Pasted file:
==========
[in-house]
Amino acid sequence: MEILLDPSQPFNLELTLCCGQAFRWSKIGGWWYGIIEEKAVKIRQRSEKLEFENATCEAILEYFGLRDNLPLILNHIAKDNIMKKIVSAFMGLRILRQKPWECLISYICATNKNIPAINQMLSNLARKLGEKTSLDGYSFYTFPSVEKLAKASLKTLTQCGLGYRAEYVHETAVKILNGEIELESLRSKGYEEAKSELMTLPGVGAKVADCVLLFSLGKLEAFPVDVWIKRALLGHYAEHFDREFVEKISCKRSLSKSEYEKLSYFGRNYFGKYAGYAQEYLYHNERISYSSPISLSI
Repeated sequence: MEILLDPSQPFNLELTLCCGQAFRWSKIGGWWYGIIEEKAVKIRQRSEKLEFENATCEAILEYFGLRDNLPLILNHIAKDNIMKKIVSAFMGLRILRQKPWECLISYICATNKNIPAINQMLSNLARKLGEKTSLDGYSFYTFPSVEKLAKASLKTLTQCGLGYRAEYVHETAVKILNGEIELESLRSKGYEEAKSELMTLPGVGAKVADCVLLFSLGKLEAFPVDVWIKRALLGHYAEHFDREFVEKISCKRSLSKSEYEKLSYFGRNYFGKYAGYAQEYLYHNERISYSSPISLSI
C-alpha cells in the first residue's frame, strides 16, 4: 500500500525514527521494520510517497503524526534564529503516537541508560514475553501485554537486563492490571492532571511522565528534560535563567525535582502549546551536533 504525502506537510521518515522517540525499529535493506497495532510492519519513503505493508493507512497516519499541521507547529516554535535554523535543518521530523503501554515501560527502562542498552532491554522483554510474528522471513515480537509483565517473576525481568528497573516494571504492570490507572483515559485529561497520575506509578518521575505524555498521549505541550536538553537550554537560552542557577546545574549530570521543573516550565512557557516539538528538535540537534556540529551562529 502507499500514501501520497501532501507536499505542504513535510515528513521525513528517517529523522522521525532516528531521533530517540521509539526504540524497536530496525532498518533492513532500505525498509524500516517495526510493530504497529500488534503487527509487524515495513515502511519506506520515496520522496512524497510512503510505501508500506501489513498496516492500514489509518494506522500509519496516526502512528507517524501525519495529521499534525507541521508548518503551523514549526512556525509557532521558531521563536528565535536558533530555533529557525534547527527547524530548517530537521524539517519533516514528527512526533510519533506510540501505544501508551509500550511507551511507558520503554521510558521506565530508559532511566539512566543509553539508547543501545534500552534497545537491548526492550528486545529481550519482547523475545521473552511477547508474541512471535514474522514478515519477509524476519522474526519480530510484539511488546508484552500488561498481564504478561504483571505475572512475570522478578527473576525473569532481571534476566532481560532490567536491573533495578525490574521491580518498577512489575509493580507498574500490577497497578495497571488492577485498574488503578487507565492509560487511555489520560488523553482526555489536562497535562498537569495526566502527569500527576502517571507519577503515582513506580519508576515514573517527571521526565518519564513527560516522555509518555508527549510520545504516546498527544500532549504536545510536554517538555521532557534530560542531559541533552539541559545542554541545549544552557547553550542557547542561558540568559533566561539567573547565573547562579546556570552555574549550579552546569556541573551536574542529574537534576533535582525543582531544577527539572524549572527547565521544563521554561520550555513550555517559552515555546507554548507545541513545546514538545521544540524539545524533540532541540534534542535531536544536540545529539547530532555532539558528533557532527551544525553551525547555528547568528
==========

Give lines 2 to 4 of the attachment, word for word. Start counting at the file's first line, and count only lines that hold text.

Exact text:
Amino acid sequence: MEILLDPSQPFNLELTLCCGQAFRWSKIGGWWYGIIEEKAVKIRQRSEKLEFENATCEAILEYFGLRDNLPLILNHIAKDNIMKKIVSAFMGLRILRQKPWECLISYICATNKNIPAINQMLSNLARKLGEKTSLDGYSFYTFPSVEKLAKASLKTLTQCGLGYRAEYVHETAVKILNGEIELESLRSKGYEEAKSELMTLPGVGAKVADCVLLFSLGKLEAFPVDVWIKRALLGHYAEHFDREFVEKISCKRSLSKSEYEKLSYFGRNYFGKYAGYAQEYLYHNERISYSSPISLSI
Repeated sequence: MEILLDPSQPFNLELTLCCGQAFRWSKIGGWWYGIIEEKAVKIRQRSEKLEFENATCEAILEYFGLRDNLPLILNHIAKDNIMKKIVSAFMGLRILRQKPWECLISYICATNKNIPAINQMLSNLARKLGEKTSLDGYSFYTFPSVEKLAKASLKTLTQCGLGYRAEYVHETAVKILNGEIELESLRSKGYEEAKSELMTLPGVGAKVADCVLLFSLGKLEAFPVDVWIKRALLGHYAEHFDREFVEKISCKRSLSKSEYEKLSYFGRNYFGKYAGYAQEYLYHNERISYSSPISLSI
C-alpha cells in the first residue's frame, strides 16, 4: 500500500525514527521494520510517497503524526534564529503516537541508560514475553501485554537486563492490571492532571511522565528534560535563567525535582502549546551536533 504525502506537510521518515522517540525499529535493506497495532510492519519513503505493508493507512497516519499541521507547529516554535535554523535543518521530523503501554515501560527502562542498552532491554522483554510474528522471513515480537509483565517473576525481568528497573516494571504492570490507572483515559485529561497520575506509578518521575505524555498521549505541550536538553537550554537560552542557577546545574549530570521543573516550565512557557516539538528538535540537534556540529551562529 502507499500514501501520497501532501507536499505542504513535510515528513521525513528517517529523522522521525532516528531521533530517540521509539526504540524497536530496525532498518533492513532500505525498509524500516517495526510493530504497529500488534503487527509487524515495513515502511519506506520515496520522496512524497510512503510505501508500506501489513498496516492500514489509518494506522500509519496516526502512528507517524501525519495529521499534525507541521508548518503551523514549526512556525509557532521558531521563536528565535536558533530555533529557525534547527527547524530548517530537521524539517519533516514528527512526533510519533506510540501505544501508551509500550511507551511507558520503554521510558521506565530508559532511566539512566543509553539508547543501545534500552534497545537491548526492550528486545529481550519482547523475545521473552511477547508474541512471535514474522514478515519477509524476519522474526519480530510484539511488546508484552500488561498481564504478561504483571505475572512475570522478578527473576525473569532481571534476566532481560532490567536491573533495578525490574521491580518498577512489575509493580507498574500490577497497578495497571488492577485498574488503578487507565492509560487511555489520560488523553482526555489536562497535562498537569495526566502527569500527576502517571507519577503515582513506580519508576515514573517527571521526565518519564513527560516522555509518555508527549510520545504516546498527544500532549504536545510536554517538555521532557534530560542531559541533552539541559545542554541545549544552557547553550542557547542561558540568559533566561539567573547565573547562579546556570552555574549550579552546569556541573551536574542529574537534576533535582525543582531544577527539572524549572527547565521544563521554561520550555513550555517559552515555546507554548507545541513545546514538545521544540524539545524533540532541540534534542535531536544536540545529539547530532555532539558528533557532527551544525553551525547555528547568528